Every year, BusinessBecause sets out to uncover the most promising startups emerging from MBA programs around the world. From this selection, we choose our favorite, and this year, Amanda Joseph's Trulli has taken the prize.
Here's everything you need to know about our 2020 MBA startup of the year!
Even for the seasoned traveller, planning a trip can be complicated. With the sheer amount of information at our fingertips, working out where to stay and what to do is dizzying.
That’s what Amanda Joseph discovered when she planned a round-the-world trip back in 2016.
As Amanda experienced this struggle, she had an epiphany: the best travel advice always came from her friends—people she knew and trusted.
The problem was, there was nowhere for groups of friends to share this guidance and plan trips together.
Hoping to help explorers like herself, Amanda used this insight to develop a travel platform of her own, Trulli, while studying for an MBA at the Darden School of Business.
Trulli is designed to compile personal recommendations from a network of MBAs together in one place, allowing users to log their favorite spots as they travel, share them with the network, and create itineraries.
BusinessBecause MBA Startup of 2020
Trulli was also chosen as the BusinessBecause MBA Startup of 2020.
Every year, we profile the most exciting startups to come out of the world’s top MBA programs, and choose our favorites.
We caught up with Amanda to find out more about her experience founding Trulli, and how the MBA helped.
Q: What is your business and what does it do?
A: Trulli is the platform for travelers to plan trips based on recommendations from the people they trust most: their friends. Users can search a destination to see all their friends who have been and what they loved doing there. That means Instagram-style inspiration meets TripAdvisor-level logistics.
Q: How did the idea come about?
A: The idea for Trulli arose from planning a four-month trip around the world before starting my MBA.
I was thrilled at the opportunity to travel, but overwhelmed by the amount of information available and unsure of who to trust or how to account for differences in taste. I found myself faced with the analysis paralysis that comes with thirty open browser tabs.
On my trip, I realized my favorite moments frequently came from friends’ recommendations, but I struggled to know who to ask (‘Did I see an Instagram last year of you in Japan?’). I arrived at Darden with the goal to simplify travel planning through the lens of personal recommendations.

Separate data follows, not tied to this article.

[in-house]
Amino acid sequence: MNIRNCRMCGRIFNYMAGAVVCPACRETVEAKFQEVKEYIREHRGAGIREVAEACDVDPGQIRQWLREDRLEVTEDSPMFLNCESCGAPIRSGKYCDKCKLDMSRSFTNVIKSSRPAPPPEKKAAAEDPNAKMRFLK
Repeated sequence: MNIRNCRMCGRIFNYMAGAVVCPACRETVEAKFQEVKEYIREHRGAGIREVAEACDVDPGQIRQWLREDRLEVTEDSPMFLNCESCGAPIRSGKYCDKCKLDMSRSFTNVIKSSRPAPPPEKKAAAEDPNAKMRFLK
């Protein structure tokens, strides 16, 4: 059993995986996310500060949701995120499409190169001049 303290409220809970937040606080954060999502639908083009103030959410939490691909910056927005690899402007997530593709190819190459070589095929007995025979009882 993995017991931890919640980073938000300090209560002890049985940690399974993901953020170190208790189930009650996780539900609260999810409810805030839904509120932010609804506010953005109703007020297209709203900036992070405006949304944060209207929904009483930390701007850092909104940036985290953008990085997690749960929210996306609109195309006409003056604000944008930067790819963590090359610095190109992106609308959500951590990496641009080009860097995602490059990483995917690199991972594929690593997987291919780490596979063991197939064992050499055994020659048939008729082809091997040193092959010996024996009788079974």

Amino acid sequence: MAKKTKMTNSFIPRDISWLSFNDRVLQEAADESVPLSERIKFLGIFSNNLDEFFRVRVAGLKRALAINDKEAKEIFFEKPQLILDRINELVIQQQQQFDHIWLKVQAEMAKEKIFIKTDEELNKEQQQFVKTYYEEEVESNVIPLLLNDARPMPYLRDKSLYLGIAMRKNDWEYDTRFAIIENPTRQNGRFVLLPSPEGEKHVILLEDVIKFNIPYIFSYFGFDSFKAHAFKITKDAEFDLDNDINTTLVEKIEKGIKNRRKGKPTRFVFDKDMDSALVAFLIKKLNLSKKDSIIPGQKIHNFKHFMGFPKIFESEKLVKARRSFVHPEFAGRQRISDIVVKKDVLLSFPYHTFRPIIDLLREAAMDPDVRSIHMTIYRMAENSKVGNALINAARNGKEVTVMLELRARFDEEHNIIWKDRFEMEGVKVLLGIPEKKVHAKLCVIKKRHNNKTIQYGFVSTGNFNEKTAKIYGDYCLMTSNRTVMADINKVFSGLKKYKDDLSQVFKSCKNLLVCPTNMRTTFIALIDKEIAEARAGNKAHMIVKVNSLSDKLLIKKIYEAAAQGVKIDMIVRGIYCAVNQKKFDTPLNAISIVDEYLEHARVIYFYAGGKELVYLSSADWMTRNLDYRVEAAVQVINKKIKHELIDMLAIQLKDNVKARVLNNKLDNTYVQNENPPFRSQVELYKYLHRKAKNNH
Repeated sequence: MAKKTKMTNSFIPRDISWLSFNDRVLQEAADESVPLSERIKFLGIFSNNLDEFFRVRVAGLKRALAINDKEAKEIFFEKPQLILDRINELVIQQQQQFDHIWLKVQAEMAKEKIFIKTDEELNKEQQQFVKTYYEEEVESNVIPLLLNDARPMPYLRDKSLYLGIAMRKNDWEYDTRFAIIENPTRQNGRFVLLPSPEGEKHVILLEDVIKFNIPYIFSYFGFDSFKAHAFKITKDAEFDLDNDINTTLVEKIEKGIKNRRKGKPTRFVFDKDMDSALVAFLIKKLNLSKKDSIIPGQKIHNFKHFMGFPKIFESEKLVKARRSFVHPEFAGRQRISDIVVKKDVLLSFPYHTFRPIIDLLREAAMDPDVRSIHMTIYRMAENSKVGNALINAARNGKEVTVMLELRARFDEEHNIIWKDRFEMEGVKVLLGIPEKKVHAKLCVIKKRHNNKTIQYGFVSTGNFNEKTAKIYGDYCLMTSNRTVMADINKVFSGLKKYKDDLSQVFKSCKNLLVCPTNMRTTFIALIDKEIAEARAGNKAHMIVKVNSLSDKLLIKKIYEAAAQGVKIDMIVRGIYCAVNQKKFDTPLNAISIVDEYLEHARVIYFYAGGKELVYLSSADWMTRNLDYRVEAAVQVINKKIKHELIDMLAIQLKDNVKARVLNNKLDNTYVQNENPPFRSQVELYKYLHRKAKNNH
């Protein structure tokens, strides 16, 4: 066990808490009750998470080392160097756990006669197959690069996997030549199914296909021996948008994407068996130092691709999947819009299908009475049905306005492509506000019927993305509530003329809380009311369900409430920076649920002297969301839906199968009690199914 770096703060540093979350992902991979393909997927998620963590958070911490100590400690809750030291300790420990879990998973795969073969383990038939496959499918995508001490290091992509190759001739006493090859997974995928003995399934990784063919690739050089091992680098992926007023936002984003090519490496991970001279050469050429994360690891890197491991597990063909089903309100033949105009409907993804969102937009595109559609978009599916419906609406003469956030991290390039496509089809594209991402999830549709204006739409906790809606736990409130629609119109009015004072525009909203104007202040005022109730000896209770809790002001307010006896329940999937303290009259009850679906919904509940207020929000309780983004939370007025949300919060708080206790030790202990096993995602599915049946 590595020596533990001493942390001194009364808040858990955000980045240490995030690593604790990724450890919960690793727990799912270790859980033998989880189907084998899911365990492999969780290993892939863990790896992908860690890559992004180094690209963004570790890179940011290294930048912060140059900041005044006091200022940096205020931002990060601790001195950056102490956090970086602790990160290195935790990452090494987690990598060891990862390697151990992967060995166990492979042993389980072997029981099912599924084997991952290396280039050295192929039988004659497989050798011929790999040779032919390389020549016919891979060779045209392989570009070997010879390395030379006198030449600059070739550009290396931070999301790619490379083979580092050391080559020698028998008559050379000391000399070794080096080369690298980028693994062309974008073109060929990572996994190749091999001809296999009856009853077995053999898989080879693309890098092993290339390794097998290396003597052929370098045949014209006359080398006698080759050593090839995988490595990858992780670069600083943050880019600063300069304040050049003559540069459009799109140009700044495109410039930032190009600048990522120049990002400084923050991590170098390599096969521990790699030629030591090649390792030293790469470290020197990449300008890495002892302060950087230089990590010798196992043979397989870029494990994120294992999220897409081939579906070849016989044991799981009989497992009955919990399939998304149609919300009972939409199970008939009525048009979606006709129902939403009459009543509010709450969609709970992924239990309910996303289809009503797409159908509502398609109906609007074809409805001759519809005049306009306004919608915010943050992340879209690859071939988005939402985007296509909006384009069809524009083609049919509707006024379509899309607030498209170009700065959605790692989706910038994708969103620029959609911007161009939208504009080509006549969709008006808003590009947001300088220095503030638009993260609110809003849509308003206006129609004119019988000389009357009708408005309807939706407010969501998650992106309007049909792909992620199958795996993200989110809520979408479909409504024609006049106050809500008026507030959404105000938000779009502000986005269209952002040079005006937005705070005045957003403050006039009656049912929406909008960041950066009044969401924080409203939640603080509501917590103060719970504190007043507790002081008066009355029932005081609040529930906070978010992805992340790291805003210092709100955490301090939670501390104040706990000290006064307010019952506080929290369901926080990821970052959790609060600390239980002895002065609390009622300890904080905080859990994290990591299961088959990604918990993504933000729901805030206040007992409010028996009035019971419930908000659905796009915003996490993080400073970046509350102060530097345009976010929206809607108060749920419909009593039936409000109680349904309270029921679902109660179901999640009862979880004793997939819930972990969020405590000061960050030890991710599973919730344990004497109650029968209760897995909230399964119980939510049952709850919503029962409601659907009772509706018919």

Q: How has your MBA helped you develop your business?
A: Darden has been foundational in building Trulli. I refined my idea through boundary-pushing classes like Design Thinking and Effectuation, met inspiring mentors, and won grants through the iLab Incubator and Entrepreneurship Cup.
Darden also introduced me to Trulli’s ideal users: MBAs. Surrounded by target users, I conducted interviews, tested product, quickly iterated, and was inspired to initially launch exclusively at business schools. As any MBA knows, we travel a lot ($21k avg. social travel spend/two years!)1 and are part of a diverse community with extensive travel experience. Trulli allows students to foster connections and benefit from their network’s knowledge.
Q: Where are you at right now? What are your plans for the future?
A: Trulli is live (TrulliTravel.com) and features hundreds of inspiring travelers and itineraries from MBAs (& alums) from Darden, Columbia, and Fuqua.
This fall, Trulli will launch at 10 additional business schools and introduce its mobile app. By mid-2020, I plan to expand to undergrad campuses with a focus on study abroad.
Ultimately, I intend to incorporate booking functionality and build out an influencer marketplace to make Trulli the all-in-one solution for a new generation looking for personalized, trustworthy travel guidance. LinkedIn provides access to friends’ professional information, Instagram to their day-to-day lives; Trulli will provide that access for travel.